The special feeling as they galloped through a 10-game winning streak, spanning a holiday break and additional COVID time off has waned. The question of how good the team can be has been replaced by again asking if the team is good. Regular season results notwithstanding, issues and potential lay at the Pittsburgh Penguins doorstep.
The Penguins will begin the figurative second-half of the season without a win in their last four games. Despite a superior effort against the Washington Capitals before the All-Star break, the Penguins lost in overtime.
The cupcake heavy schedule with the bottom feeders such as the Detroit Red Wings, Arizona Coyotes, and Seattle Kraken will soon be replaced with the top of the Metropolitan Division. More Capitals, Carolina Hurricanes, and New York Rangers, finally.
The increased level of competition is likely a positive. The Penguins energy level flatlined over the last few weeks of the first half.
Issue #1: Learning to Play with Malkin
And, yes, much of the struggle began when Evgeni Malkin returned. As I told Josh Rowntree on 93-7 the Fan on Saturday, it’s not Malkin’s fault that opposing forwards are getting behind Kris Letang and Brian Dumoulin. Or that Evan Rodrigues, Danton Heinen, Kasperi Kapanen, and even Jeff Carter have been conspicuously absent from the scoresheet.
Sidney Crosby has been on the ice for 26 even-strength Penguins goals over the last 30 games. The rest of the team has scored 39. Stats according to NaturalStatTrick.com.
The 26 goals-for is a solid number for the top line, but 39 for the rest? Evgeni Malkin’s line is only one-third of that disappointment and he seems to have the pretty good excuse of shaking 10 months of rink rust.
There is no denying the dynamic changed, as was unavoidable, but the disruption has been even more significant than worst-case scenarios.
No more globetrotter hockey. No more waiting for Malkin to rescue them. And no more high-risk, sloppy play by Malkin and surrounding Malkin. Settling down, playing with Malkin will be the biggest issue.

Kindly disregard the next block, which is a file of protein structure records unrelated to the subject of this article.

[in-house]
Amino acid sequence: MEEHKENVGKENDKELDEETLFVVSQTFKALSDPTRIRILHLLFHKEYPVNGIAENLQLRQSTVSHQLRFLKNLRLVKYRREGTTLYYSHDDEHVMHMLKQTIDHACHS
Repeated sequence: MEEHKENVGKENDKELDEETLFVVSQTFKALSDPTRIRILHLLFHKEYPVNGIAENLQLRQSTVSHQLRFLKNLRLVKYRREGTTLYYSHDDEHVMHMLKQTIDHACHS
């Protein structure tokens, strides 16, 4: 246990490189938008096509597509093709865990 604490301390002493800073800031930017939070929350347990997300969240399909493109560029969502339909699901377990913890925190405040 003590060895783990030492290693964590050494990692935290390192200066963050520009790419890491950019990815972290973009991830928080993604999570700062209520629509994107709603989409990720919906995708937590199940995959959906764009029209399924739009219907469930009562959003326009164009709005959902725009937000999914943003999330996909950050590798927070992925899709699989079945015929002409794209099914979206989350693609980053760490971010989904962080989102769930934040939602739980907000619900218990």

Issue #2: Net Fronts
One bugaboo has cost the Penguins a couple of games: the front of their net.
Another issue has kept them off the scoreboard in others: the front of the opponent’s net.
The playoff slog is about grimy, greasy hockey. The Pittsburgh Penguins have shown an ability to get there in the offensive zone, and an ability to protect goalie Tristan Jarry in the defensive zone, but both have been inconsistent.
Fortunately, for the Penguins, Jarry has been an umbrella in a rainstorm and bailed them out of more than a few jams.
Issue #3: Kasperi Kapanen
No reason to kick him further. His play and production have to improve.
“I thought the line was pretty good. I thought they had a fair amount of scoring chances. I thought they made pretty good decisions with the puck. And so there wasn’t as much risk associated with their game, which I think is an important aspect of our team game moving forward,” Mike Sullivan said after the Penguins’ OT loss to the Washington Capitals.
More of that, less of the perimeter free-skate.
Issue? Possibility? Contracts
Penguins GM Ron Hextall has deferred public discussion of new contracts for Evgeni Malkin, Kris Letang, and Bryan Rust. Hextall said talks are ongoing.
However, as PHN reported more than a week ago with on-the-record comments, serious talks have not yet occurred, at least with Kris Letang. His agent, Phil Lecavalier, expressed a desire to have talks, soon.
Perhaps Hextall has a plan and there isn’t urgency to get anything done. Or, perhaps that plan involves not re-signing two, or maybe all three.
How will a team react if they conclude this is the end? That answer could go to the extreme on each end of the spectrum. IF (if, if, if), they conclude it’s the last ride, it could be a galvanizing rallying cry. Or it could also lead to hurt feelings, disillusionment, and “screw-this-place-itis.”
The Stanley Cup.
I won’t back down from that one. The team has the ability and depth to play with any and every team in the league. It wasn’t a playoff game, but Tristan Jarry was a brick wall in the final minutes of the All-Star Game as the Central Division team pushed. There was even some urgency in the game, at least for a moment.
Jarry and Guentzel helped the 11-member Metro Division squad split $1 million for winning.
Jarry is proving to be a top goalie in the game. A team in the playoffs with a top goalie (we won’t say elite for a couple of years) can do a lot of damage.
His Jedi training will not be complete until he steals a game or two in the playoffs, but then, he will get his just deserves.
And that’s the Pittsburgh Penguins ceiling. We wondered if they would make the playoffs. That question has been answered to almost a certainty. Now it’s about hockey’s second season, and jelling around good hockey, not pond hockey, nor haphazard globetrotter puck management.
Now it’s about reforming the identity that shined brightly just one month ago. The issues, the challenges, and the potential lie ahead.